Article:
Ex-Jal Board CEO convicted for polluting the Yamuna | delhi | Hindustan Times
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Ex-Jal Board CEO convicted for polluting the Yamuna

delhi Updated: Nov 26, 2008 00:42 IST
Harish V Nair

It points to the rot that has set into the city’s civic services. In the first-ever conviction for polluting the Yamuna, the Delhi High Court on Tuesday sentenced former Delhi Jal Board CEO Arun Mathur and two officials to two weeks imprisonment for not repairing sewage lines in a South Delhi colony, despite a court order issued two years ago.

Found guilty of contempt of court, they have also been fined Rs 20,000 each. The court took serious view of the fact that sewage in S Block, Greater Kailash-I, leaked into an adjacent storm water drain and flowed untreated into the

The judge, however, suspended the sentence, giving the officials a “last chance” to comply with the order.

The two others are Chief Engineer (Drainage) R K Jain and Executive Engineer (Drainage) P Pant. “If a department which is meant for looking after the sewer lines is not able to stop the flow of sewage into storm water drain and into the river Yamuna, questions can be raised about the utility of such a department,” Justice SN Dhingra said in his judgment.

The officials have been directed to curb the flow of sewage into storm water within three months failing which they will be sent to jail.

The court was hearing a plea by GK-I residents for initiating contempt proceedings against the DJB officials. Besides polluting the Yamuna, the stench from the rainwater drain being used as a sewage drain "had made life hell for residents and exposed them to diseases like hepatitis and jaundice" said their lawyer Ashok Sethi.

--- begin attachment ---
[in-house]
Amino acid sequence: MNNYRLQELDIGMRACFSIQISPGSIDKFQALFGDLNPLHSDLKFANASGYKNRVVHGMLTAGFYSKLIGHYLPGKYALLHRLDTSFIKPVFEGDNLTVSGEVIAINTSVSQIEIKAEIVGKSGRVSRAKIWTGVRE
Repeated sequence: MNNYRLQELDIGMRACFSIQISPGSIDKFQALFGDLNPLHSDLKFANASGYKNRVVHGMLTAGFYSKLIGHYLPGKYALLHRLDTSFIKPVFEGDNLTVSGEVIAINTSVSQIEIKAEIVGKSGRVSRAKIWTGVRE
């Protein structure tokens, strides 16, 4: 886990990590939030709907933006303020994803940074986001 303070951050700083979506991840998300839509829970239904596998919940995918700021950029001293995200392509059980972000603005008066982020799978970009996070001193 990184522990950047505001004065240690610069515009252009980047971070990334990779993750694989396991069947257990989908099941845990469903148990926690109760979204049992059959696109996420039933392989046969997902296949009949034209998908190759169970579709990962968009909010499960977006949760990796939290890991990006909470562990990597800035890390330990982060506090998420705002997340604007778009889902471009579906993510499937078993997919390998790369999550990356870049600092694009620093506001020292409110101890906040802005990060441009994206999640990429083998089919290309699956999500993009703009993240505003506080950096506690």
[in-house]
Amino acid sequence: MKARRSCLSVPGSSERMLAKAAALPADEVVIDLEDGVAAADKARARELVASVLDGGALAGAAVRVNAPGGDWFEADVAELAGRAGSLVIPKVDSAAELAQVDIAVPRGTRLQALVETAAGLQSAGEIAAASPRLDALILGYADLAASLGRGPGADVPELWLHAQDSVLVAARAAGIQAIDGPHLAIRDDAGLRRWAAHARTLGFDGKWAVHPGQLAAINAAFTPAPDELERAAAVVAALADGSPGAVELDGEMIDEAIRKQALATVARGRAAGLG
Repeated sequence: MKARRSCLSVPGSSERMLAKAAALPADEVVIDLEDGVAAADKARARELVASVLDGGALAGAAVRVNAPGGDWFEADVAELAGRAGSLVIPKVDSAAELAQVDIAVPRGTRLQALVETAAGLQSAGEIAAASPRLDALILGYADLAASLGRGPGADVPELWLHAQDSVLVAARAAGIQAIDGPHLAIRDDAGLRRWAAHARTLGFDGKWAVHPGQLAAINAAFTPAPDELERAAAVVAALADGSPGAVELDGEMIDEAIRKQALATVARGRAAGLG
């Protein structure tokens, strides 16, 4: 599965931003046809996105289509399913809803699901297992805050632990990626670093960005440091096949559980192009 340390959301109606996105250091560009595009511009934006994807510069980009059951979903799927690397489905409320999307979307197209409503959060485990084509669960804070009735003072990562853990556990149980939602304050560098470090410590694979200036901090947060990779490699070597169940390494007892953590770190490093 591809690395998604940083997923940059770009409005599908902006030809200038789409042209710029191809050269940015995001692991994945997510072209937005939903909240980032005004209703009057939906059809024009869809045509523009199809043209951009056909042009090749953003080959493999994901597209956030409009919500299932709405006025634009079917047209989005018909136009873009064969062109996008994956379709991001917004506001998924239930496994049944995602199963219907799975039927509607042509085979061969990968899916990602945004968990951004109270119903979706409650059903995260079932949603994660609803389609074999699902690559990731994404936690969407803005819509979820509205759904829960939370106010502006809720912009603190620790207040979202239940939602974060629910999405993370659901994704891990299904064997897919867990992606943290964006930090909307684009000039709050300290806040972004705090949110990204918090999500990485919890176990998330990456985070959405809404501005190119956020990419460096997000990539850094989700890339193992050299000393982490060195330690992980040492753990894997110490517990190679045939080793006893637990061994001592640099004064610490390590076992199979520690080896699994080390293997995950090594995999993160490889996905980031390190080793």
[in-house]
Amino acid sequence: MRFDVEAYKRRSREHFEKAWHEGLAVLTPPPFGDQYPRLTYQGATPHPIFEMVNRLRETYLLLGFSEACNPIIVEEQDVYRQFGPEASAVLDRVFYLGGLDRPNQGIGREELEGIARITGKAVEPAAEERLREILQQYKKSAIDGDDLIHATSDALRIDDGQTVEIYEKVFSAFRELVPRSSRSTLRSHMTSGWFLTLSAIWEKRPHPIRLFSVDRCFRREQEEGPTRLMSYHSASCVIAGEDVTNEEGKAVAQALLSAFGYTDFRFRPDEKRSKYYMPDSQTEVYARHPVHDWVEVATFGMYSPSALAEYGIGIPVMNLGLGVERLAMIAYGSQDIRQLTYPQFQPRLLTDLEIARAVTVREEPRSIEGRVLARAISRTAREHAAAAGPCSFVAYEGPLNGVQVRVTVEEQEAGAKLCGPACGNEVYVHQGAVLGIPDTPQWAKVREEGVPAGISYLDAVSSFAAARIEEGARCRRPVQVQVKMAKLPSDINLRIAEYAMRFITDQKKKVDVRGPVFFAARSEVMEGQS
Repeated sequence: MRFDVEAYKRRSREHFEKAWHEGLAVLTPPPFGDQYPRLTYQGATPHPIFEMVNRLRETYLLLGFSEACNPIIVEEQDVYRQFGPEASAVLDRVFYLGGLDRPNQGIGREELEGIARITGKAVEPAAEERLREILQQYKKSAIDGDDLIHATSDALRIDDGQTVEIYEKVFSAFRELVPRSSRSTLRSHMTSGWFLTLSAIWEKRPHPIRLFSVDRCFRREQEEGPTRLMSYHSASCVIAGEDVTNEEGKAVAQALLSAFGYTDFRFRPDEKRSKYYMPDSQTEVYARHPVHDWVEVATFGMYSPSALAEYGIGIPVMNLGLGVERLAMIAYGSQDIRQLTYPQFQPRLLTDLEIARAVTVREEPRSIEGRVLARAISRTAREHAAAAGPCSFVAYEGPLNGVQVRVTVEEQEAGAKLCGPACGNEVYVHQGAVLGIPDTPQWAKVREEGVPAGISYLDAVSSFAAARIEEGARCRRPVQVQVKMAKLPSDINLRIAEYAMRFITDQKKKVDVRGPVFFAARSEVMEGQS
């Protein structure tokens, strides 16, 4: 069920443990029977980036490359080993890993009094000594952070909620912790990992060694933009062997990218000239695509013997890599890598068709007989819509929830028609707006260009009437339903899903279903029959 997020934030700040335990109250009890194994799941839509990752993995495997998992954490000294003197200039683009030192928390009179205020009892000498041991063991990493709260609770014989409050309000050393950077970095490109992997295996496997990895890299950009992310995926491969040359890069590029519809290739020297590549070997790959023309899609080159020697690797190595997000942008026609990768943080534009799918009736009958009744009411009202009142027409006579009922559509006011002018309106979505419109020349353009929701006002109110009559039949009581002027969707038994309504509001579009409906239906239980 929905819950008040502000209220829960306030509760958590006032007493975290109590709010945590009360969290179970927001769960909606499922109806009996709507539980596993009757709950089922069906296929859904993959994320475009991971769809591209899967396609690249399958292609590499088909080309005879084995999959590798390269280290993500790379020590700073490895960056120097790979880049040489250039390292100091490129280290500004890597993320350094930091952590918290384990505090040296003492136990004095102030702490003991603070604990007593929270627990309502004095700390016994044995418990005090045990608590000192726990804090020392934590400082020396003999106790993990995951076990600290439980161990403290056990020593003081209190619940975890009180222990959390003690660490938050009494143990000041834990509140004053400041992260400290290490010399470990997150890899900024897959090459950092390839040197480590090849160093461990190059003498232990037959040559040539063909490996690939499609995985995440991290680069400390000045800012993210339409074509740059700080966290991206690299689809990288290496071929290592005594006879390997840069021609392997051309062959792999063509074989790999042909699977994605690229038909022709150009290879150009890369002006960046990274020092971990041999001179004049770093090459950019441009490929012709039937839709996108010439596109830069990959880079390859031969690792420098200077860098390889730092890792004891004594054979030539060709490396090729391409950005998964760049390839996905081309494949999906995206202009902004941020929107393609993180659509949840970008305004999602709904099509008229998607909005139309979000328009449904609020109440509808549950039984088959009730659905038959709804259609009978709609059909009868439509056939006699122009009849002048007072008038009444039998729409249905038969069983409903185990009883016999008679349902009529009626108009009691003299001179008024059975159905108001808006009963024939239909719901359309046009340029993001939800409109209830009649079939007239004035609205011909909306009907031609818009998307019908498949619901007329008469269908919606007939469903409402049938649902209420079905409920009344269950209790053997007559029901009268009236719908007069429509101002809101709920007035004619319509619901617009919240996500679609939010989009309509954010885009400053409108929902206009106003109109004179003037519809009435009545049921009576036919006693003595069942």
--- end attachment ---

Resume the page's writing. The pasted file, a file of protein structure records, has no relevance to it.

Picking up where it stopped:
Sethi argued before the court that the three officials were "squarely responsible for the mess".

Denying allegations of "willful and intentional disobedience of the order of the court, DJB pleaded an "unconditional apology for any act considered contemptuous," in the court, through the Board's lawyer Shobhna Takiar.

Reacting angrily to the DJB argument that the four-kilometre Kalkaji trunk sewer had collapsed as it was "35 years old", Justice Dhingra said: "This argument is surprising. This reflects deep-rooted corruption in the department. Main trunk sewer lines are meant to last not for decades but centuries since they are lifelines of cities and with them is connected the entire sewage of different areas of the cities".

Squarely finding the officials guilty of contempt, the court said: "where there is a callous and negligent attitude in fulfilment of the undertaking given to the court, it has to be considered by the court that there is deliberate violation of the order of the court".